Emotional Intelligence

09 May 2014

What makes for a successful life? That is a central question behind this blog, as well as many research studies, books, leadership seminars and general conversation.

For years educators and managers focused on IQ—how SMART people are.

But since the early 1990s, another quotient has arisen—EQ—emotional quotient.

Instead of measuring mental capacities, EQ measures social capacities. It refers to one’s ability to identify and manage emotions, both in themselves and others. It has to do with our emotional responses to various life experiences such as stress, challenges, grief, conflict and diverse social situations.

If you have a high EQ, you are able to recognize your emotional state and that of others. You know how to engage others in ways that draw them to yourself rather than alienate them. You use your emotions to achieve success, built healthy relationships, achieve goals and lead a fulfilling life.

If you have a low EQ, you become easily overwhelmed by situations, are unable to read other’s emotions, and find your goals sabotaged by emotions you can’t control. You can take a short test to measure your EQ.

The good news is that no matter how developed our EQ, we can all grow in our social and emotional learning (SEL). We can develop emotional and social skills.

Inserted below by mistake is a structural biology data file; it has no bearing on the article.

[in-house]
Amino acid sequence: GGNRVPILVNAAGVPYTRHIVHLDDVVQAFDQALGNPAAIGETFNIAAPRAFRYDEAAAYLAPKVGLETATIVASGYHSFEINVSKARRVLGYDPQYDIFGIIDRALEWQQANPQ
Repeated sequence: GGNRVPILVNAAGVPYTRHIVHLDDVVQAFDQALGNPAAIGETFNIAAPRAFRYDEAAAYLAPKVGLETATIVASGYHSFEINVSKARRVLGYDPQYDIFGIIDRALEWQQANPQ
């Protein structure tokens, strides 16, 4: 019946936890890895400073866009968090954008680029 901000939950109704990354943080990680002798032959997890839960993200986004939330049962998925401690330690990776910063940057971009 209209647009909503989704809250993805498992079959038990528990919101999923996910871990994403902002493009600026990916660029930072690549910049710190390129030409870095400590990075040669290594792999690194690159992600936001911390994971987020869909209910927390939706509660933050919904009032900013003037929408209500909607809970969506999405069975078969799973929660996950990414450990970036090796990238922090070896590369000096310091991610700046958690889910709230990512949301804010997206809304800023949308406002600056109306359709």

SEL programs in schools have helped raise both academic achievement and social behavior. According to a lead EQ researcher, Daniel Goleman, schools that teach SEL experience better attendance, see grades improve by an average of 38% and report misbehavior drops of 28%. Learning to be in touch with one’s emotions and know when, where and how to adequately express them, is key for life success and emotional well being.

In his book Emotional Intelligence, Goleman wrote that preliminary science is showing the importance of developing the prefrontal cortex, “which manage working memory—what we hold in mind as we learn—and inhibit disruptive emotional impulses.” He goes on to suggest that, “neuroplasticity, the shaping of the brain through repeated experiences, plays a key role in the benefits of SEL.”

Emotional Intelligence is increasingly a factor companies consider when making new hires, and developing and promoting employees. It’s also an area discussed in interpersonal communication education, because being socially skillful is essential for successful relationships and careers.

Sometimes we put the emPHAsis on the wrong sylLAble. The lesson is that we need to learn intellectually AND emotionally.

“Those who can manage their emotional lives with more calm and self-awareness seem to have a distinct and measurable healthy advantage, as has now been confirmed by many studies.”

Discover your EQ score by taking this short quiz.

Sources consulted and recommended reading:

Goleman, D. (2005). Emotional Intelligence. New York: Bantam Books.

Segal, J. and Smith, M (updated February, 2014). Emotional Intelligence. Helpguide. Retrieved May 7, 2014 from: http://www.helpguide.org/mental/eq5_raising_emotional_intelligence.htm

Salovey, P., & Mayer, J.D. (1989). Emotional intelligence. Imagination, Cognition, and Personality, Vol. 9, No. 3, pp185-211.

Royalty-free image by Robin Goossens; retrieved from http://www.freeimages.com/photo/947905



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